The term “black privilege” is profoundly upsetting to liberals at CNN.com, as reporter John Blake tried to explain it on Thursday in an article titled "It's time to talk about black privilege."
"In America you can't even talk about whiteness," said Drew Domalick, who lives in Green Bay, Wisconsin. "If you try to embrace being white, you are portrayed as being a racist. If we had a White History Month, that would be viewed as a racist holiday."
Domalick isn't the only one who believes in black privilege. The term is being deployed in conservative circles as a rhetorical counterattack to the growing use of the term "white privilege."
It's part of a larger transformation: White is becoming the new black.
Google the phrase "black privilege," and one steps into a universe where whites struggle daily against the indignities heaped upon them because of their skin color.
The most furious lefties are the peddlers of “white privilege” shaming:
Count Peggy McIntosh as one of the angry. She is arguably more responsible for popularizing the concept of white privilege than anyone else. An activist and retired Wellesley College professor, her 1989 essay "White Privilege: Unpacking the Invisible Knapsack" has been widely reprinted and is now taught in many colleges. Her essay gives examples of what McIntosh calls white privilege ("I can go shopping alone most of the time, pretty well assured that I will not be followed or harassed; If a traffic cop pulls me over ... I can be sure I haven't been singled out because of my race").
McIntosh scoffed at the idea of black privilege.
"When you've had as much freedom to do what you want to do and think what you want and say what you want and act as you please, then you get irrationally rankled at having to curtail your life and your thought in any way," says McIntosh, who also founded the National SEED project, which helps teachers create courses that are more gender sensitive and multicultural.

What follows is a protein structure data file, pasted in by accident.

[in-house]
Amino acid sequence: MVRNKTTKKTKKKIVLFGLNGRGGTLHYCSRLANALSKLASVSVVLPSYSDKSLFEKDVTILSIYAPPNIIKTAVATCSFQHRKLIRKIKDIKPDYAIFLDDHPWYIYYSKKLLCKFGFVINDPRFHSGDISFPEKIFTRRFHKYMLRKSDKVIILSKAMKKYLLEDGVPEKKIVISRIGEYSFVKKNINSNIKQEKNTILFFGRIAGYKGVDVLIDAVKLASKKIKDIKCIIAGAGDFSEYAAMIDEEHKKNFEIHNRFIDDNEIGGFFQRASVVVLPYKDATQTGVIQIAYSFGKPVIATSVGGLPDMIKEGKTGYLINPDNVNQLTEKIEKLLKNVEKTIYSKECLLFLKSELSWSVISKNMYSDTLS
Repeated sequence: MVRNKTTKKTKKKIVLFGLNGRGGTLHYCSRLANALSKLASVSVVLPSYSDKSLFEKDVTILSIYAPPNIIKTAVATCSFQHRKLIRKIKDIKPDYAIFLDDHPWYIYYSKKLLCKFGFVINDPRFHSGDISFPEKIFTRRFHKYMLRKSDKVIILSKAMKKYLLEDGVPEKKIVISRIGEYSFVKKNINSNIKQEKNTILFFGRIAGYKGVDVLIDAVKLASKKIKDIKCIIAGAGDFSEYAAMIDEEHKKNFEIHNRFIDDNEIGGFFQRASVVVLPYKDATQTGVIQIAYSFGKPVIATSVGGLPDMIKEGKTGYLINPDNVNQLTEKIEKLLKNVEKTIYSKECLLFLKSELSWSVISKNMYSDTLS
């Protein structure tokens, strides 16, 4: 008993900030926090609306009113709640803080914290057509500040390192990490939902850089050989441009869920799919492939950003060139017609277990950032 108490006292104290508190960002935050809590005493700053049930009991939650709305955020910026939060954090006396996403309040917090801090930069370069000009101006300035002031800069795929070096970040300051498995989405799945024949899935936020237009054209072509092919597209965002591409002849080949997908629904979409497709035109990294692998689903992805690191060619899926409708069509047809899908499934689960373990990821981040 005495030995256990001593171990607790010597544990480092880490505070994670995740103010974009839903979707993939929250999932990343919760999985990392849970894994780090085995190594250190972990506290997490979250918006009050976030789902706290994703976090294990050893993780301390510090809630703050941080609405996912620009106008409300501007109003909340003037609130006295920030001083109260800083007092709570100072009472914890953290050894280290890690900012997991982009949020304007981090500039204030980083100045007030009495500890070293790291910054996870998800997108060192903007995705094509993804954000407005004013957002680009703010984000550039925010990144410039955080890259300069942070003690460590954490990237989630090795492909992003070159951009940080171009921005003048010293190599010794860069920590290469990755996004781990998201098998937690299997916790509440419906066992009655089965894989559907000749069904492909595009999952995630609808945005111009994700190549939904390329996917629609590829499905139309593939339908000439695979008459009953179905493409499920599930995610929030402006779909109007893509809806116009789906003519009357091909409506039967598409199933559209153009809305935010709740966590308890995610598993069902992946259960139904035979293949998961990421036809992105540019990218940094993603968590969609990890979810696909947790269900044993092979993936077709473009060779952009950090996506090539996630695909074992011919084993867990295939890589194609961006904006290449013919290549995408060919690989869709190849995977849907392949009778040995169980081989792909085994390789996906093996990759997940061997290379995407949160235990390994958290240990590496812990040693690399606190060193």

She said the black privilege checklist sounds like a "prolonged whine" from people who resent being challenged about their white privilege.
Whites issue a “prolonged whine” about race? Would any liberal accuse the post-MLK “civil rights” movement as engaged in a “prolonged whine,” from Jesse Jackson to Al Sharpton to Black Lives Matter? Clarence Thomas offered a version, and liberals wanted his Supreme Court nomination shredded for it. Blake suggested this idea isn’t going anywhere:
Arguments for black privilege may face a hostile audience as acceptance of the idea of white privilege grows.
The white rapper Macklemore recently released a song titled White Privilege. The term "check your privilege," a reference to white privilege, has gone mainstream.
The comedian Louis C.K. even built one of his most popular routines around the concept of white privilege.
"Here's how great it is to be white," he says. "I can get in a time machine and go to any time, and it would be awesome when I get there. ... A black guy in a time machine is like, hey, any time before 1980, no thank you." No one appears to have asked C.K. about black privilege, but others who have explored white privilege in books and essays reject the existence of such a privilege.
CNN highlighted the liberal comedian’s commentary in a pull quote as the definitive take on this issue.